The European "Schengen Area" Travel Ban and Trump v. Hawaii

CJ Roberts: According to the Plaintiffs' theory, the President could not "suspend entry from particular foreign states in response to an epidemic confined to a single region"

|The Volokh Conspiracy |


Yesterday, President Trump issued a travel ban from the twenty-six European nations that make up the "Schengen Area." The United Kingdom is not covered by the proclamation. The proclamation excludes lawful permanent residents (LPRs), as well as certain close family members of citizens and LPRs.

The Proclamation relied on 8 U.S.C. 1182(f). The Supreme Court considered this provision in Trump v. Hawaii. Chief Justice Roberts's decision opined on the risk of epidemics.

You can hear Roberts's announcement from the bench (via Oyez):

"Now, in addition to the text of 1152(a), which references the act of visa issuance alone, commonsense and historical practice confirm that the provision does not limit the President's authority under Section 1182 to determine who may enter the country. In response to diplomatic disputes both President Carter and President Reagan broadly suspended entry on the basis of nationality. And on plaintiffs' reading the President would not be able to suspend entry from a particular country in the event of an epidemic in that country or even if the United States were on the brink of war with that country. In sum, the proclamation is squarely within the scope of the President's authority under the INA."

Here is full excerpt from the opinion:

Common sense and historical practice confirm as much. Section 1152(a)(1)(A) has never been treated as a constraint on the criteria for admissibility in § 1182. Presidents have repeatedly exercised their authority to suspend entry on the basis of nationality. As noted, President Reagan relied on § 1182(f) to suspend entry "as immigrants by all Cuban nationals," subject to exceptions. Proclamation No. 5517, 51 Fed. Reg. 30470 (1986). Likewise, President Carter invoked § 1185(a)(1) to deny and revoke visas to all Iranian nationals. See Exec. Order No. 12172, 3 C.F.R. 461 (1979), as amended by Exec. Order No. 12206, 3 C.F.R. 249 (1980); Public Papers of the Presidents, Jimmy Carter, Sanctions Against Iran, Vol. 1, Apr. 7, 1980, pp. 611-612 (1980); see also n. 1, supra.

On plaintiffs' reading, those orders were beyond the President's authority. The entry restrictions in the Proclamation on North Korea (which plaintiffs do not challenge in this litigation) would also be unlawful. Nor would the President be permitted to suspend entry from particular foreign states in response to an epidemic confined to a single region, or a verified terrorist threat involving nationals of a specific foreign nation, or even if the United States were on the brink of war.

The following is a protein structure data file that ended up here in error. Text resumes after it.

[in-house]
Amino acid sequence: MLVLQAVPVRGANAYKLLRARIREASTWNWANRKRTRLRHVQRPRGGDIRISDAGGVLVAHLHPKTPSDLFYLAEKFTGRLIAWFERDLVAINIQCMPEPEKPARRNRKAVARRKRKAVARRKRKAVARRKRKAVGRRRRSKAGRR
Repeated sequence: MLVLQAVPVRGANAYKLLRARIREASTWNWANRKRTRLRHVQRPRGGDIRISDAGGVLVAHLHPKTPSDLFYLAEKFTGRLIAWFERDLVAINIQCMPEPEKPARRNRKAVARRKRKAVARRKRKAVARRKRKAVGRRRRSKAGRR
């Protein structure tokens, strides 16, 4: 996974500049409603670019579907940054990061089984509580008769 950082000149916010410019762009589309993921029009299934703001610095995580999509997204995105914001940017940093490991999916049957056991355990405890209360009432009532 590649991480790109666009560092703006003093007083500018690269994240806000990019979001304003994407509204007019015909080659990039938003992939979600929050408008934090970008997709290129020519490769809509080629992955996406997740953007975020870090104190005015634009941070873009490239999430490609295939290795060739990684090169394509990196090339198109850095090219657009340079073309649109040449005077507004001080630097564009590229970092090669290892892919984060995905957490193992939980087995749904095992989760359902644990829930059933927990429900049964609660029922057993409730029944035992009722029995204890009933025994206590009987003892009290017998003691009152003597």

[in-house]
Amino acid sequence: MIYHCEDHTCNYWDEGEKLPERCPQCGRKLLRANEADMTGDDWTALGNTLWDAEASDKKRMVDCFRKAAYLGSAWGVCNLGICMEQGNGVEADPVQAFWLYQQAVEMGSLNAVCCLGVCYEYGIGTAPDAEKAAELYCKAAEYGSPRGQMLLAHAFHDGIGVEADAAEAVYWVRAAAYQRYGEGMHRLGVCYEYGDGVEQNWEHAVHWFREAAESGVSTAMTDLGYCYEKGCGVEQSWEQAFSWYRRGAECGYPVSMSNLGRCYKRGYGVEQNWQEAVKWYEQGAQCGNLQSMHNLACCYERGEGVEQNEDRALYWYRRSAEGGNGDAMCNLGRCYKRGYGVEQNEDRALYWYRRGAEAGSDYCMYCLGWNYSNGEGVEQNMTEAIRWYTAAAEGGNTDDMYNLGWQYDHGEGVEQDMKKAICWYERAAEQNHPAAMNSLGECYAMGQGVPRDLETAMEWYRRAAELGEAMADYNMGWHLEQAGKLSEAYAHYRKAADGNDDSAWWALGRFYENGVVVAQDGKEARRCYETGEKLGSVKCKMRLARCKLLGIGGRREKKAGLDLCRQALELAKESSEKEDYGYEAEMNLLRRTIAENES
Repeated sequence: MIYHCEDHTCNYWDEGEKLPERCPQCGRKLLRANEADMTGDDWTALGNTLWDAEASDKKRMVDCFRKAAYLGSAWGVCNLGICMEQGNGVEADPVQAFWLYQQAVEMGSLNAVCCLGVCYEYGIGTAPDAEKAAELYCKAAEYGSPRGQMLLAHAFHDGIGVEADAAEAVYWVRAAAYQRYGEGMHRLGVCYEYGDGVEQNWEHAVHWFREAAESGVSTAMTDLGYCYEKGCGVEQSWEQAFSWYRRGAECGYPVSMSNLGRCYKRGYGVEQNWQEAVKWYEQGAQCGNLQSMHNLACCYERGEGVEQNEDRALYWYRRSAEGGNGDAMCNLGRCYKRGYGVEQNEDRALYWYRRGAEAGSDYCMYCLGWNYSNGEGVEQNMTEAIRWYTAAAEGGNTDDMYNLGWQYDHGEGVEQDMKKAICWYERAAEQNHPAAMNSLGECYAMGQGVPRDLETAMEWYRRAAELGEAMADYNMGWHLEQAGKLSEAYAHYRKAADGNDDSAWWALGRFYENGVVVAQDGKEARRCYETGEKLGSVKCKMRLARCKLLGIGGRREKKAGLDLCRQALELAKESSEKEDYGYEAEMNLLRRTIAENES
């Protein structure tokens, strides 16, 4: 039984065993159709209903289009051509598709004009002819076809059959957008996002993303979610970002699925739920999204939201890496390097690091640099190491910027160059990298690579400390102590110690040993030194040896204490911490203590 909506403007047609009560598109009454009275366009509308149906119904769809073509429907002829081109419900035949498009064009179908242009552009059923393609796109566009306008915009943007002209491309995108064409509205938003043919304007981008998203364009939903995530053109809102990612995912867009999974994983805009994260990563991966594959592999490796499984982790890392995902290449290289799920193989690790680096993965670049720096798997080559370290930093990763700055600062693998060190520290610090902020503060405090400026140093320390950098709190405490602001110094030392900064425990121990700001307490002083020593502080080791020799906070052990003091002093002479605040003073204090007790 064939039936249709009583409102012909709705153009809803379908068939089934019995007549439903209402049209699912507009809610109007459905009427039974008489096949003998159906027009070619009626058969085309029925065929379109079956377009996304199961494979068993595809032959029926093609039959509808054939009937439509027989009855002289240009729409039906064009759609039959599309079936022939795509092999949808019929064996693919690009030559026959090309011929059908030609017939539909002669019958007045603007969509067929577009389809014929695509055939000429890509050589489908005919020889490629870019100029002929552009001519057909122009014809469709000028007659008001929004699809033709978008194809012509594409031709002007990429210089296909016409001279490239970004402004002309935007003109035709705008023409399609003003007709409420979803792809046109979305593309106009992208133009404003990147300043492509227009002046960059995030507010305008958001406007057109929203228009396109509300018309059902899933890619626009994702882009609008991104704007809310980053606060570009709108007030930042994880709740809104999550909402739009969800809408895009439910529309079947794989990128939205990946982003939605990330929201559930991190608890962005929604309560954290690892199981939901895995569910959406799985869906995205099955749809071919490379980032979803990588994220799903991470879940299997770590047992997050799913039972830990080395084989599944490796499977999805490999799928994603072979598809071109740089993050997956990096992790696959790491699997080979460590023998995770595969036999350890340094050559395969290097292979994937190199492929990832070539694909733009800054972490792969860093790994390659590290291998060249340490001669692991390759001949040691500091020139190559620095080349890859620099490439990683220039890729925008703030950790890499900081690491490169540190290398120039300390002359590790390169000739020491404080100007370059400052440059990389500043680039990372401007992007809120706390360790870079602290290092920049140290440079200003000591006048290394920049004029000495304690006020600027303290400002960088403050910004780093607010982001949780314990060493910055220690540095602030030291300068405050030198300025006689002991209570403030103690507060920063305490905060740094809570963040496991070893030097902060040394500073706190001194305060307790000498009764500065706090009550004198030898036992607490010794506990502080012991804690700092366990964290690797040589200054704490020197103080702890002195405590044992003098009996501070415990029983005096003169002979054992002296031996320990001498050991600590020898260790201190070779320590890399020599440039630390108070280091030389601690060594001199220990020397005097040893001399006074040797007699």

In a reprise of their § 1182(f) argument, plaintiffs attempt to soften their position by falling back on an implicit exception for Presidential actions that are "closely drawn" to address "specific fast-breaking exigencies." Brief for Respondents 60-61. Yet the absence of any textual basis for such an exception more likely indicates that Congress did not intend for § 1152(a)(1)(A) to limit the President's flexible authority to suspend entry based on foreign policy interests. In addition, plaintiffs' proposed exigency test would require courts, rather than the President, to determine whether a foreign government's conduct rises to the level that would trigger a supposed implicit exception to a federal statute. See Reno v. American-Arab Anti-Discrimination Comm., 525 U.S. 471, 491, 119 S.Ct. 936, 142 L.Ed.2d 940 (1999) (explaining that even if the Executive "disclose[d] its . . . reasons for deeming nationals of a particular country a special threat," courts would be "unable to assess their adequacy"). The text of § 1152(a)(1)(A) offers no standards that would enable courts to assess, for example, whether the situation in North Korea justifies entry restrictions while the terrorist threat in Yemen does not.

I scanned the SG's briefs, and did not see any obvious reference to epidemics. This argument may have come from Roberts himself, or from someone else in the majority.

Some critics of the travel ban have argued that Section 1182(f) is unconstitutional on its face. For example, my co-blogger Ilya Somin wrote that 1182(f) may violate the nondelegation doctrine. If so, then President Trump would lack the statutory authority to suspend entry from foreign countries.

I still maintain that the President would have an Article II power in this context to suspend entry, and the existence of this statute merely confirms that power.